A good long-term care facility, especially residential care, should make your loved one feel comfortable and as though they were at home. As our loved ones get older, the time may come that they find themselves unable to or do not wish to live in their homes by themselves. A fear of falling or inability to fully care for themselves may be the cause, but it could also be a wish for a more social environment.
At this stage in their lives, a good option to consider is residential care. There are various types of environments and settings, depending on the needs and wishes of your loved one. Residential care isn’t a one-size-fits-all approach – it can be tailored uniquely to your loved one and work to suit their families’ needs as well.
WHAT IS RESIDENTIAL CARE?
Residential care refers to the long-term care given to those staying in a care facility rather than their own homes. It promotes independence for residents, giving them the ability to cook for themselves or be involved in their meal plan selection, offers programs and activities for residents to promote an active lifestyle and creates a social environment for residents to enjoy.
According to SeniorLiving.org, the person best suited to living in a residential care facility is one who does not need hands-on care, but would benefit from hot meals and the social aspect of living amongst their peers.
Often, residential care is popular option for those that do not have the medical needs to enter a facility such as a memory care unit or a nursing home. However, this does not mean that every residential care facility is the same.
Depending on the needs of the resident, various care options are available – and this also depends on the care facility in which your loved one chooses.
DIFFERENT TYPES OF RESIDENTIAL CARE
As previously mentioned, there are multiple types of residential care options available. This variety allows for you and your loved one to pick and choose which option is best suited to their lifestyle and preferred environment. The available options of residential care include:
Retirement Communities / Retirement Housing
A retirement community is a residential care community or housing/apartment complex designed for older adults who are generally able to care for themselves. However, assistance from care home facilities is typically allowed, as well as opportunities to socialize or participate in community activities.
Continuing Care Retirement Communities (CCRC)
Similar to retirement communities, Continuing Care Retirement Communities are located in a care facility – but the primary difference is that this community is also able to accommodate a wide variety of needs. CCRCs are also known as “life plan communities”, because due to their ability to accommodate a wide variety of needs, they can cater to residents as they age and as their needs change. CCRC’s reduce the need to move to separate care facilities, due to a previous home having limited care options.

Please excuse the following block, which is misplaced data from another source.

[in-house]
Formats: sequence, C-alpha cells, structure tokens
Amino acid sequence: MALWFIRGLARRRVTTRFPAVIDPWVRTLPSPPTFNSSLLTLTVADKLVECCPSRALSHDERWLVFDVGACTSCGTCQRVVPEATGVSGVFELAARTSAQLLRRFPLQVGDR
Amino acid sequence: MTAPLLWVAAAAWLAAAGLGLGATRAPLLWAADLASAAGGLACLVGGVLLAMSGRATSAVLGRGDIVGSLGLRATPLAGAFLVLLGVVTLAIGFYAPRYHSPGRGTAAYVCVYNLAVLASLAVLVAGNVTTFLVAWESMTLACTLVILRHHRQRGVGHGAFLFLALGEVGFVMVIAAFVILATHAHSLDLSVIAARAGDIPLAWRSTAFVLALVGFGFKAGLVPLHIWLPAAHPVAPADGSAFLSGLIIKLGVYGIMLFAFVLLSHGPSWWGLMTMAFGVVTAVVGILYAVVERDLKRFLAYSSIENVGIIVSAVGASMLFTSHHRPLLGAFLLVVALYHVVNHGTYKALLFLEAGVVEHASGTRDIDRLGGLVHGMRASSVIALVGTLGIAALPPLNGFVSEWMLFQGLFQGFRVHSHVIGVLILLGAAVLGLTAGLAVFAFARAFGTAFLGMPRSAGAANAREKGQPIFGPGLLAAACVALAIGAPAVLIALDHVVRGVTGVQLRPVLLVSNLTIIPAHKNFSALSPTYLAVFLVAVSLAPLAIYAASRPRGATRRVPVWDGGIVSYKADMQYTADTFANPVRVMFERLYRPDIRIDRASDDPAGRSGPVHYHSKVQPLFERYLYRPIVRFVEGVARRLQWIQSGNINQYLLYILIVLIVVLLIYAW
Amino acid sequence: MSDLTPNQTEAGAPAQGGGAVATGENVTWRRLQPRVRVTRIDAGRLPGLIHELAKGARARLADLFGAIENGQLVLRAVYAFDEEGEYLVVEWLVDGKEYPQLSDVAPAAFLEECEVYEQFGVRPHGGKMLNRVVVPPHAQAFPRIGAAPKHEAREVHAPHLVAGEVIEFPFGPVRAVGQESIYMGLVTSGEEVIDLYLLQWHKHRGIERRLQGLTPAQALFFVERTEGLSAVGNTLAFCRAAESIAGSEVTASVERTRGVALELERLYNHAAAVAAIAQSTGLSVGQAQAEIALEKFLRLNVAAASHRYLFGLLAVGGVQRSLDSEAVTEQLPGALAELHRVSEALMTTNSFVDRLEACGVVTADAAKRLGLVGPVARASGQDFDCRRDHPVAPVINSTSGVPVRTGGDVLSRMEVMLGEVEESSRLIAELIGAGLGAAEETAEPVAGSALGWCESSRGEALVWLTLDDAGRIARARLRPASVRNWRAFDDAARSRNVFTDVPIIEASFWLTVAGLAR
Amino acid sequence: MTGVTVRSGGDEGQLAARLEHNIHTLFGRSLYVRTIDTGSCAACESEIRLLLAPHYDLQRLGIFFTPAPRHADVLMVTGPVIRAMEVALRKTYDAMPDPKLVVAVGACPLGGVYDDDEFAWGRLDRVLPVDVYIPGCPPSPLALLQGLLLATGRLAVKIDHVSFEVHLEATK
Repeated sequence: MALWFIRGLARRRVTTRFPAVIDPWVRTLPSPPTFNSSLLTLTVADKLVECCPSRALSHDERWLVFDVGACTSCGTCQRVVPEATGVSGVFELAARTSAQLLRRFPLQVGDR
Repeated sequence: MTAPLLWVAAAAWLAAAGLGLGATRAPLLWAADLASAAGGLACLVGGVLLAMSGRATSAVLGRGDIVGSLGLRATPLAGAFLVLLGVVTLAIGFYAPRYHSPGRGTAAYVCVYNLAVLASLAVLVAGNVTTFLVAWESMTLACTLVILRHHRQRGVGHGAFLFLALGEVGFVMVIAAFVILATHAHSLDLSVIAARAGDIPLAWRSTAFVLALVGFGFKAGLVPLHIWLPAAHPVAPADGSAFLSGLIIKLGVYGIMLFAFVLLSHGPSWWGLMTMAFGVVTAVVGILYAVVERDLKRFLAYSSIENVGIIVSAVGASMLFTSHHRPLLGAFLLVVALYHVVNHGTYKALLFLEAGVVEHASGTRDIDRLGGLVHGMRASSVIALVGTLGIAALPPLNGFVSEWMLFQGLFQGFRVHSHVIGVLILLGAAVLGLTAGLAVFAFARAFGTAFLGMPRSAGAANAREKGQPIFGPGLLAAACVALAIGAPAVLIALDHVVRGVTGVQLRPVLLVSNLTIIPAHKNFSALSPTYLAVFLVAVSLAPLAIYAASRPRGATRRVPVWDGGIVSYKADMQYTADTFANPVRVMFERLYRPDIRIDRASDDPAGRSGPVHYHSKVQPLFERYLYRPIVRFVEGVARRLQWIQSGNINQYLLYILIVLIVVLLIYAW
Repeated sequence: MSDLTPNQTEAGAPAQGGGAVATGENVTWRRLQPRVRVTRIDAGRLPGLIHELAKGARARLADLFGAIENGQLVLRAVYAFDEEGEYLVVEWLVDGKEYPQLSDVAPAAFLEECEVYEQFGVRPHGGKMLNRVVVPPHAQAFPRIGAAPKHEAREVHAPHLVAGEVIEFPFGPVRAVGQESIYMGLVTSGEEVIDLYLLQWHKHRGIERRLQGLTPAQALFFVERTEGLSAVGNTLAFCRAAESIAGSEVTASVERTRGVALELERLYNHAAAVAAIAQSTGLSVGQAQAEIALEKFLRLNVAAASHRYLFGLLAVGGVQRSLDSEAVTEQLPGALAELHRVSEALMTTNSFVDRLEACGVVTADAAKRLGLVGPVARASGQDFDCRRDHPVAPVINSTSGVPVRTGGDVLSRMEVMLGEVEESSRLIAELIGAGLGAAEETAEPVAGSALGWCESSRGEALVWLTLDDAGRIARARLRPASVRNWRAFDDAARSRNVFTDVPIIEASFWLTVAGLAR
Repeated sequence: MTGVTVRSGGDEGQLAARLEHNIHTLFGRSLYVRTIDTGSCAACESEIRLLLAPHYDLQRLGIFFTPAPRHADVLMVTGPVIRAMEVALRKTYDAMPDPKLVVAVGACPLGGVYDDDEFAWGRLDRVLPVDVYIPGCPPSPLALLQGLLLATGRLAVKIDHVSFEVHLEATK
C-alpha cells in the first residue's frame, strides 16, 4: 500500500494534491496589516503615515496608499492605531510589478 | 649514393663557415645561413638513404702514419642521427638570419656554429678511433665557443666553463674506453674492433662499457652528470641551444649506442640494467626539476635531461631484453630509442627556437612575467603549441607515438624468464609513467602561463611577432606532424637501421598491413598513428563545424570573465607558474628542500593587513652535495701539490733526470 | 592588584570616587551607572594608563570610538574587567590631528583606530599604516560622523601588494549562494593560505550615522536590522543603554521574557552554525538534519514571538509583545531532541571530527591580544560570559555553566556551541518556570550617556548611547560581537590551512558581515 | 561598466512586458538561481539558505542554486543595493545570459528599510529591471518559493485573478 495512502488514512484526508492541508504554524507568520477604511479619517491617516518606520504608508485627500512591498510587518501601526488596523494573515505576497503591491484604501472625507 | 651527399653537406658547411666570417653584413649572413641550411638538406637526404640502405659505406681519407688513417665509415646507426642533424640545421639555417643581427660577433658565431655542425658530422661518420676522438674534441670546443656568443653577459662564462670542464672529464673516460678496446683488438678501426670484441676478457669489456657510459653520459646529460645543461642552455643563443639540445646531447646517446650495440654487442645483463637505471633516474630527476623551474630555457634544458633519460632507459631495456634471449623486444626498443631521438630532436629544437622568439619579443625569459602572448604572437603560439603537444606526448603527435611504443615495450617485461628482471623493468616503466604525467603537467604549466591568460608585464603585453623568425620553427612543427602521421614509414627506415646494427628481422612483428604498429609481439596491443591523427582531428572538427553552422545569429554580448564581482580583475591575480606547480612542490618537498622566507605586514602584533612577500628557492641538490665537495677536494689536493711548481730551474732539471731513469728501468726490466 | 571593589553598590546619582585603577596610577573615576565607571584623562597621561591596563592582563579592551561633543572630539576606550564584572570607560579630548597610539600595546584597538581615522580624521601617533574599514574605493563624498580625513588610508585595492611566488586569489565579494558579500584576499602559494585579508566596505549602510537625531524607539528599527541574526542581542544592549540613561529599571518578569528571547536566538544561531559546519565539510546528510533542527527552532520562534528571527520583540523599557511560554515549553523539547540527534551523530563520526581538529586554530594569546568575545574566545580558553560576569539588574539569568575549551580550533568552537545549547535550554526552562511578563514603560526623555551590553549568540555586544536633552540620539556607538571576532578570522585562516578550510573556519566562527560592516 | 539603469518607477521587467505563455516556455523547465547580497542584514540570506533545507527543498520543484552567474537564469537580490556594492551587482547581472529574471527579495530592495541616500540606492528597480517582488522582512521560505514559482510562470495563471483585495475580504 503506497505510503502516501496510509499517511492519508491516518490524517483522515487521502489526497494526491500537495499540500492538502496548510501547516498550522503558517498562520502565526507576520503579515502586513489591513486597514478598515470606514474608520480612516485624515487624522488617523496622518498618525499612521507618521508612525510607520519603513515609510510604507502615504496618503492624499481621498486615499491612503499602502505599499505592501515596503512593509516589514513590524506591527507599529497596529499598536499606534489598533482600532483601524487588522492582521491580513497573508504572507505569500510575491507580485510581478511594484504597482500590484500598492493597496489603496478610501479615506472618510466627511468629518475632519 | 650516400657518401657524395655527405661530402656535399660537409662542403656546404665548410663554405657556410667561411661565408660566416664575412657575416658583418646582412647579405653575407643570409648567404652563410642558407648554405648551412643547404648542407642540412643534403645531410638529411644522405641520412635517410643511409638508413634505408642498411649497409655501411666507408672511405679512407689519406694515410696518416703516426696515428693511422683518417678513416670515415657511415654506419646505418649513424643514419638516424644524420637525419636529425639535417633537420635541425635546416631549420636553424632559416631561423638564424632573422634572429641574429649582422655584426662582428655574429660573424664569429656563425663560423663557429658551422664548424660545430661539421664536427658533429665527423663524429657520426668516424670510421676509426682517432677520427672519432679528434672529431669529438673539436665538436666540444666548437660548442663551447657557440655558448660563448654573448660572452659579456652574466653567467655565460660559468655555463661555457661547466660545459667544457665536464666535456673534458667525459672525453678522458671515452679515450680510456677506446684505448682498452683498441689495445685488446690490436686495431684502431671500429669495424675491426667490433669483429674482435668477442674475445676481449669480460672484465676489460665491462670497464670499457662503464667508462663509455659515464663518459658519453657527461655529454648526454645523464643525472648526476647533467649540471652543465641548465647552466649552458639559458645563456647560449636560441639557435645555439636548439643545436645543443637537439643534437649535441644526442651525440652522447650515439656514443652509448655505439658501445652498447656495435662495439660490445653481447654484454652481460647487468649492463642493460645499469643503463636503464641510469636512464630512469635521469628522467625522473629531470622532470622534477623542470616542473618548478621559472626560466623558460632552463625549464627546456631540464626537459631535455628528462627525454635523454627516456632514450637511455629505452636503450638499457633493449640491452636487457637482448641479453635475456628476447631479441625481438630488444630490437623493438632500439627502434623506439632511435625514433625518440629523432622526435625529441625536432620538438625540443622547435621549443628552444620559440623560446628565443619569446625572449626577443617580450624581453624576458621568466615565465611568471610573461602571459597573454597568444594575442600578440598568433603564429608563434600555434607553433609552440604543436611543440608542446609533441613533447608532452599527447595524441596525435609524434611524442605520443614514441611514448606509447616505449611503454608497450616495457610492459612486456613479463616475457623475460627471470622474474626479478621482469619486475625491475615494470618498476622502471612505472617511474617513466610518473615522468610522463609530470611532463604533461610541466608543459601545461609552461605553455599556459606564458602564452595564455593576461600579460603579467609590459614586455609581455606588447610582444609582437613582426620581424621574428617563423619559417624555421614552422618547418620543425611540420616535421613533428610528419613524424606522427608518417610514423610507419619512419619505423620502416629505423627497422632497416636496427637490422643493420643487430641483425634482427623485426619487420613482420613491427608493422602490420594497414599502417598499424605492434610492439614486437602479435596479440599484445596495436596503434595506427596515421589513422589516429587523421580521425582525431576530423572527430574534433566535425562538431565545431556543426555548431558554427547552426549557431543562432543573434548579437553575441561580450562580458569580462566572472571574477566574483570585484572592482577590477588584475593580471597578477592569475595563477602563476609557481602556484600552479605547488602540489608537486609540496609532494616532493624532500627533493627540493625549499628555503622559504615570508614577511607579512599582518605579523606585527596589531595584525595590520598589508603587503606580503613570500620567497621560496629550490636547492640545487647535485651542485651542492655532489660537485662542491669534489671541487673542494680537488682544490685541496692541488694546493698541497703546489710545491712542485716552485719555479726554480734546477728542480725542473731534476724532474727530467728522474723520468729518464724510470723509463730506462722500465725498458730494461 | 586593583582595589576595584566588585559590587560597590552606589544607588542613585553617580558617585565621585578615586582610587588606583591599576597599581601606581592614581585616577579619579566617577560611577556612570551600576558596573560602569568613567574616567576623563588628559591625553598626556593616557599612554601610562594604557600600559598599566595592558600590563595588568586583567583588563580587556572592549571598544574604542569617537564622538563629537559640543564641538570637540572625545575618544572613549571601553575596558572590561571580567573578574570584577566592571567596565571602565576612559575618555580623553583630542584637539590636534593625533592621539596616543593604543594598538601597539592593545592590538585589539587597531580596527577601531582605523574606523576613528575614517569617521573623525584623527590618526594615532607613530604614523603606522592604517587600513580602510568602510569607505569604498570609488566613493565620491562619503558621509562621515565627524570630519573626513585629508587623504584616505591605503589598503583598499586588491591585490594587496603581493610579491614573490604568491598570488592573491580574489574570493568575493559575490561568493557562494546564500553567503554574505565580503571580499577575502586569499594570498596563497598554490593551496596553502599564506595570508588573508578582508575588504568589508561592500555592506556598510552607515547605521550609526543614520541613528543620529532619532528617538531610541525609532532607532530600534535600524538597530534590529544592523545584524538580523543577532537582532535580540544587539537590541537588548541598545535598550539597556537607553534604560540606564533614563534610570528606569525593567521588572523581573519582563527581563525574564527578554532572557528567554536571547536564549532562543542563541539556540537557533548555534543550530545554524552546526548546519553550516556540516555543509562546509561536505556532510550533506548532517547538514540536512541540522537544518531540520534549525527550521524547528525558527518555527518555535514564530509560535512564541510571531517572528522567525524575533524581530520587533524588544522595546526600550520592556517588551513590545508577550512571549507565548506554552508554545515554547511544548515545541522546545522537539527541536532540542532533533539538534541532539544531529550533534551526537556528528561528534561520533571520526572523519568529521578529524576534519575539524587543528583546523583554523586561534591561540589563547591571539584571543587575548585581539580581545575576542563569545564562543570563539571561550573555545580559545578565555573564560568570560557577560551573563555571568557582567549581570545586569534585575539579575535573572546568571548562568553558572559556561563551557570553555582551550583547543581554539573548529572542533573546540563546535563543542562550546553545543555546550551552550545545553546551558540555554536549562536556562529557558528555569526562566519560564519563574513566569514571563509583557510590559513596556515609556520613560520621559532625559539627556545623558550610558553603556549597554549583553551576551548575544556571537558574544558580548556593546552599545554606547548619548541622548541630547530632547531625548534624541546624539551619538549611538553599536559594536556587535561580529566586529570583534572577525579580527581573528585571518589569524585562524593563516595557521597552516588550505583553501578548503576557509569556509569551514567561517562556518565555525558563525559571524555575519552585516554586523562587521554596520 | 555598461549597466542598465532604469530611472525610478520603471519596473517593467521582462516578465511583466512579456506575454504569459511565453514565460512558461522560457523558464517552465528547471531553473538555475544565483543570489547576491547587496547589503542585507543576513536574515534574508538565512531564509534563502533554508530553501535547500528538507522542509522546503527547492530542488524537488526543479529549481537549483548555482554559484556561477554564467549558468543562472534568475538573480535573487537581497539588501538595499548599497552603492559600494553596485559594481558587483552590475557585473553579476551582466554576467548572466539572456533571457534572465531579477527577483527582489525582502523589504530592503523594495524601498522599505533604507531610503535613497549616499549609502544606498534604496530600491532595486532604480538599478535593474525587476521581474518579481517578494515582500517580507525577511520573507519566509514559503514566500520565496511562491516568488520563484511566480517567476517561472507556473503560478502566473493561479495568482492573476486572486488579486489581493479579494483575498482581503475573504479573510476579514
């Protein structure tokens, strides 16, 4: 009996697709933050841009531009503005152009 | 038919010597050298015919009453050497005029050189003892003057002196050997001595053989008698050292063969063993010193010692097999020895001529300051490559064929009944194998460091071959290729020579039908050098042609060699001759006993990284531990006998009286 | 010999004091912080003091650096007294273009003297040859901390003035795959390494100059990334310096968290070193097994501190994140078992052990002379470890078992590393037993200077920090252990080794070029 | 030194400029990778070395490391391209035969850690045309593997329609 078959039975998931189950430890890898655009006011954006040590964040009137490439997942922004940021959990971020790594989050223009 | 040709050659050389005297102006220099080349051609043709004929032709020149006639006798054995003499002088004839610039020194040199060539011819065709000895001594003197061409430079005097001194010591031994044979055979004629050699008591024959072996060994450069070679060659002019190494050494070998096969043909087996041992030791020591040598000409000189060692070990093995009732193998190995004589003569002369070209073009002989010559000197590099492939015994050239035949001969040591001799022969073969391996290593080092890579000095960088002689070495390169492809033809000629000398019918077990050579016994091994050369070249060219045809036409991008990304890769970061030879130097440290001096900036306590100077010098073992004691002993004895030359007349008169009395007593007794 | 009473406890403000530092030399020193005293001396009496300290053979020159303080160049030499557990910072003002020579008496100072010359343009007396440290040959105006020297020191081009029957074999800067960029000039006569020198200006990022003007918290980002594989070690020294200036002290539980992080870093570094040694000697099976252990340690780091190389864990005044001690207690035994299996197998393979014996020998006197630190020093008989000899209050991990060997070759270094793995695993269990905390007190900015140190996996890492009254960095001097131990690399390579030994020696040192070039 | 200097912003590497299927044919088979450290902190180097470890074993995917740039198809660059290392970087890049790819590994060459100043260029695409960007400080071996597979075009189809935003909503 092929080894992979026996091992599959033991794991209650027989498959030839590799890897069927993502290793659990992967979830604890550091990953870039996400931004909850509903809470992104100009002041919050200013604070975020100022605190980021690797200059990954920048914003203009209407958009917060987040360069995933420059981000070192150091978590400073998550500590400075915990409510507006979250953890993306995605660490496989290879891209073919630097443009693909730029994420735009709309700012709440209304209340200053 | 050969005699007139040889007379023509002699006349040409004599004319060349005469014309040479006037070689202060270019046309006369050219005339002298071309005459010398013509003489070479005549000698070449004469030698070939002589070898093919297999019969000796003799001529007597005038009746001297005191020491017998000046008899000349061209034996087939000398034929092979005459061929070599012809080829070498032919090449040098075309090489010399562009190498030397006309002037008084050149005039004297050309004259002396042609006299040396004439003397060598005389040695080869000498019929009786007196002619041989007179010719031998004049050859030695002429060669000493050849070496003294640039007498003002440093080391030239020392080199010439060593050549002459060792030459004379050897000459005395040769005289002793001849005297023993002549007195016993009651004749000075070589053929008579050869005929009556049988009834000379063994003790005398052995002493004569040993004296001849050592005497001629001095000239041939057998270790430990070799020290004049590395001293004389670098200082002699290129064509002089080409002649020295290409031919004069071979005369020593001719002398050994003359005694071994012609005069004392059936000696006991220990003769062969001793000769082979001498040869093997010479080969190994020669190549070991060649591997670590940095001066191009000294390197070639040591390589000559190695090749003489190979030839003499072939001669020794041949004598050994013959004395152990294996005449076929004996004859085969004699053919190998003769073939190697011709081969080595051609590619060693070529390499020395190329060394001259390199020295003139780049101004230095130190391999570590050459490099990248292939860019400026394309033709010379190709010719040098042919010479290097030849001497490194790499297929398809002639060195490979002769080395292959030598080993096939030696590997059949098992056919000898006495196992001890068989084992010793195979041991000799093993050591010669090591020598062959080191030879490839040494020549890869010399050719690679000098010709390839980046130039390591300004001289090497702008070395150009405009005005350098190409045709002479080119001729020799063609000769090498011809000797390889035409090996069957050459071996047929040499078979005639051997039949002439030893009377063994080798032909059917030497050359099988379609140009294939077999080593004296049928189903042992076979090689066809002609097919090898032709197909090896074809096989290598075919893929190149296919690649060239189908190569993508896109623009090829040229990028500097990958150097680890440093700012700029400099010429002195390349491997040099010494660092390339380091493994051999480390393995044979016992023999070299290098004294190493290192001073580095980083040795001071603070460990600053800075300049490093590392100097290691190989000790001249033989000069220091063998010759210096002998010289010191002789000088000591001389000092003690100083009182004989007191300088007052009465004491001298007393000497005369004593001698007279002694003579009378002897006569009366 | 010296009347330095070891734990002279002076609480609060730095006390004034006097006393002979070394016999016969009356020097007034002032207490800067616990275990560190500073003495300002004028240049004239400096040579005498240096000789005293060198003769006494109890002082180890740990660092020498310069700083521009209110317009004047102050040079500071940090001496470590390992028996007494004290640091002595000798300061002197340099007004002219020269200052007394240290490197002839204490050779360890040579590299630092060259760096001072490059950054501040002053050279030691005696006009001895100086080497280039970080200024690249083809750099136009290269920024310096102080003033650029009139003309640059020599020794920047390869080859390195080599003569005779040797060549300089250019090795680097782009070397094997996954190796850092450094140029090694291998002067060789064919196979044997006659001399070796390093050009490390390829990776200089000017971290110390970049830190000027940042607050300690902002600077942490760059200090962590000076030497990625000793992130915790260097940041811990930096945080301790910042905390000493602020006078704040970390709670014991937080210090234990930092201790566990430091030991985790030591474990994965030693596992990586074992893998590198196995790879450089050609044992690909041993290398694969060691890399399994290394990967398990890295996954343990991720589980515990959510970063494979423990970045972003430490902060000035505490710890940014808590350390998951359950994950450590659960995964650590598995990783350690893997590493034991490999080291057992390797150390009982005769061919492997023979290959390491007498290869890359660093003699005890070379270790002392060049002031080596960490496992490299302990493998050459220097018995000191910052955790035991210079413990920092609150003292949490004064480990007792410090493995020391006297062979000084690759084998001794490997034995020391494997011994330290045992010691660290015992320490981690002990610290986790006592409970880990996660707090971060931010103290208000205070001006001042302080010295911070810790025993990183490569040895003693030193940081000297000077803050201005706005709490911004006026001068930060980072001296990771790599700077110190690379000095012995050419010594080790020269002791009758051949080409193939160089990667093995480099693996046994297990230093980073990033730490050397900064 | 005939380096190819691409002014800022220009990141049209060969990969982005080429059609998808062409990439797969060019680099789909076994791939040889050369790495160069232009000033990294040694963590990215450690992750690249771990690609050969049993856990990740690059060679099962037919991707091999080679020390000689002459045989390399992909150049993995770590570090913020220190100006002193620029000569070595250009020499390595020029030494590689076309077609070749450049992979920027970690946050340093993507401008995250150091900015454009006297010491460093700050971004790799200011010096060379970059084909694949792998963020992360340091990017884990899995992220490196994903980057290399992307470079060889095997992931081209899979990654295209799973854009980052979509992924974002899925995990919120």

Assisted living is a form of residential care that provides a combination of housing, personal care services and healthcare designed to respond to residents that need any assistance. However, this form of care is provided in a way that promotes maximum independence for its residents.
Alzheimer’s and Dementia Specialty Care Unites / Memory Care Units
Memory care units are a distinct form of long-term residential care designed to meet the specific needs of a person with Alzheimer’s, dementia or other types of memory problems.
A nursing home is a type of residential care for those who don’t need to be in a hospital, but that require medical care and cannot be cared for at home. Many facilities will have nursing staff available 24 hours per day and will provide medical and basic care for its residents as well as physical, occupational and speech therapy if needed.
This type of residential care is typically for patients that are terminally ill or are reaching the end of their lives. The caregiver’s primary goal is always to keep their patient comfortable, tending to basic care needs as well as medical, emotional and spiritual needs.
CHOOSING THE RIGHT RESIDENTIAL CARE ENVIRONMENT
How do you know which type of residential care environment best suits your loved one?
First, you need to make a list of your loved one’s requirements. Whether they’re medical, social or basic care requirements, your loved one won’t be happy unless all their needs are met.
Once you’ve narrowed down the types of care and locations that best suit your loved one, book a tour! The easiest way to know if a place could be their home is to try and imagine their life there. Meet the staff, some of the residents, look at a room similar to one your loved one may live in and try to stop in during one of the community’s activity sessions.
If your loved one feels as though a certain location feels like home – trust their instinct! They know when a place is the right fit, and after all, they will be the one taking up residence.
REMEMBER, IT’S A TEAM EFFORT
Your loved one is likely just as, if not more, worried about this type of change than you may be. Unless the need for them to be in a residential care facility is an emergency, remember to go at their pace to find the home that’s best for them.
Remember, it’s a team effort in finding the perfect place to call home – and both you and your loved one should be happy with the decision.
If you have any questions or queries about finding residential care for you or your loved one, please contact the Hollies directly on 01453 541400 or firstname.lastname@example.org